An equine photographer, who became enamored with horses in youth, has found the perfect foil against which to capture their romantic spirit: cherry blossoms. For her, the vision of horses, strong and majestic, amidst pink petals, fleeting and delicate, is so dear that she ever longs for springtime.
Originally from Finland, 24-year-old Jenna Vainionpää now lives and works in Sweden. She began exploring photography in 2009. Six years later, she attended her first horse show as a photographer, where horses became her favorite photo subject.
“I started to do ‘Under the Cherry Blossom’ photoshoots during spring 2019,” Jenna told The Epoch Times. “The idea came from inspiration that I found on the internet, mostly Instagram. We had six models [on the first day], and had the pleasure to capture both pink blossoms and some unique white ones at the same place.
“Something I like to work with the eyes of a horse; they tell the complete story,” she explained. “The nature around is just an effect that adds to the story … my biggest goal, and something I hope that people can feel with my photos, is the expression of a horse with a soul.”
That first magical photo shoot helped Jenna’s business to grow, and allowed her to be more creative in her editing process. “Harsh sunlight is always a struggle, especially with the pink flowers and where the horse can stand,” she said, “but with patience and hard work, you can solve a lot.”
Yet it’s not as easy as simply showing up.
Jenna shared: “During the planning of sessions, you always need to look up if it’s okay for either the city or the landlord when you bring in such a big animal. When you have permission, you can start putting pieces together.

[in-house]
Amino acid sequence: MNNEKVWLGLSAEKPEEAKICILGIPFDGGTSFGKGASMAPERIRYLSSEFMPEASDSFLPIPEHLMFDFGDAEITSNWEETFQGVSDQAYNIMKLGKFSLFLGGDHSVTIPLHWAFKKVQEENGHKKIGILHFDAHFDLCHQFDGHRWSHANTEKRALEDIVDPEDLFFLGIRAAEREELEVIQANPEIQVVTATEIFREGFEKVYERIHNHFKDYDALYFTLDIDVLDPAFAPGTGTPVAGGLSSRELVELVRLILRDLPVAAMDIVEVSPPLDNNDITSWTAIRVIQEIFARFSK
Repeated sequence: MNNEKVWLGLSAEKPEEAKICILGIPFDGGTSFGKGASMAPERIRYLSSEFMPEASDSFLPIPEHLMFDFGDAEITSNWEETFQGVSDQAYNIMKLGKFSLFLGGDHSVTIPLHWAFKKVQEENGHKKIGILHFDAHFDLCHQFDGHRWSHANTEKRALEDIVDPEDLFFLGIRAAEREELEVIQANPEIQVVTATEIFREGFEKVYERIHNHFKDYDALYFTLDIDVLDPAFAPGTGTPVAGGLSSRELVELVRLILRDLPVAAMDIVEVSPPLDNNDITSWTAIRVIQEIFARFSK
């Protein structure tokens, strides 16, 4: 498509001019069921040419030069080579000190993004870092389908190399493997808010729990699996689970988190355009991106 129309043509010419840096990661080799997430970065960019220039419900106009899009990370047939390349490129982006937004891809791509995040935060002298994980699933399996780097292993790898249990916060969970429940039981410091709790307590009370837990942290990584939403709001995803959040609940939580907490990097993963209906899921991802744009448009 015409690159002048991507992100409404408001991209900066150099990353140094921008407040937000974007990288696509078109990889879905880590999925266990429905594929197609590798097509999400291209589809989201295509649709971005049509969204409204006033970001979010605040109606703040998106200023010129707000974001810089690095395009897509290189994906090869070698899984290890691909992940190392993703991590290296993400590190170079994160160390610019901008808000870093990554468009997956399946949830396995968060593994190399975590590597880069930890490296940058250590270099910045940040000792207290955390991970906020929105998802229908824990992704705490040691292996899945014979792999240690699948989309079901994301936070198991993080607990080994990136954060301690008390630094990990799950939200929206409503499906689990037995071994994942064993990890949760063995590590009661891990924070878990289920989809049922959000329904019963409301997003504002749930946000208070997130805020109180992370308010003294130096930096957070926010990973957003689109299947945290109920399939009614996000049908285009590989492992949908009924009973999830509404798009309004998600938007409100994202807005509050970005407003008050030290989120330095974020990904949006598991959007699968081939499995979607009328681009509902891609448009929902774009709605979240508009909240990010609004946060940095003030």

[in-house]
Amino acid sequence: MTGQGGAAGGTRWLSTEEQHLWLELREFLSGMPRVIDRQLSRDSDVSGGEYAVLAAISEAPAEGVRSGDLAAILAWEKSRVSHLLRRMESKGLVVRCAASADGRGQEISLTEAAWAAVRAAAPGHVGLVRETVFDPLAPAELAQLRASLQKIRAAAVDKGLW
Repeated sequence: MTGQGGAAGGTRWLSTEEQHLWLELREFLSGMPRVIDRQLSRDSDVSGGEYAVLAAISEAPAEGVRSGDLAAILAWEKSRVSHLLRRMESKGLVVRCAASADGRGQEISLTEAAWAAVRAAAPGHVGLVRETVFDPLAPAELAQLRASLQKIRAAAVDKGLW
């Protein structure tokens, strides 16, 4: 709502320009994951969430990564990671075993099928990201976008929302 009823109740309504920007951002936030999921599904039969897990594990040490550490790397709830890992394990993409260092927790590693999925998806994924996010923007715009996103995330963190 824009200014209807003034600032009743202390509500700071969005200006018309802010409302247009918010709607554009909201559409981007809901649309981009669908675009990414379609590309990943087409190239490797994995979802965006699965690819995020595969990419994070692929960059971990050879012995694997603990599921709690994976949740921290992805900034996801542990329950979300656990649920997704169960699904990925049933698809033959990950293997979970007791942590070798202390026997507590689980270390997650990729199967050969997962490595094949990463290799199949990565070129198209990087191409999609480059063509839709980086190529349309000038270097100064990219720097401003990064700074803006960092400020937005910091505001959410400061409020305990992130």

“You need to look up nearby parking for the horse trailer, and make it a safe trip from the parking to the location of choice. In Sweden, most parks with cherry blossom are close to schools, workplaces, or big roads, so it isn’t always a good time to visit … I always choose either late in the evening before sunset, or right after sunrise.”
Sessions are centered around shooting the horses from their “best side,” said Jenna. She finds sound apps, horse candy, hobby horses, and plastic bags to be helpful props during a shoot, and usually ends up with one special spot from where she can experiment with different angles and depths of field.
A photo shoot typically takes Jenna between 30 and 90 minutes; editing photos can take between five minutes to hours. “Some photos need to wait, almost like a fine wine,” she added.
Jenna, who works full time as a photographer and part time in customer support, grew up with her family’s horse and was quickly captivated by its elegance. She said working with equines requires knowing horses and what they need—a skill she developed early on.
She explained: “As an equine photographer, or for any animal, we need to have much more patience. We need to be able to read them and know how they work together with their owners. You need to be able to know when it’s time to stop, and what brings out the best from them.
“Whenever I visit a new place, I often have the thought of bringing a horse to the location.”
While Jenna’s other works focus on landscapes, she often thinks of horses as the last “puzzle piece.” She hopes to marry her favorite subject with freshly-blooming cherry blossom again in spring 2022 for more fleetingly beautiful photo shoots.
“I have a new place, that I tried out once last year, that has wonderful pink tones and a lot of space for the horses to move,” she said. “I also want to involve human models to add some feeling of trust, love, and teamwork.”
Imploring others to cherish and admire nature as she does, she added: “Take time when you’re out in nature, and let your mind be creative!”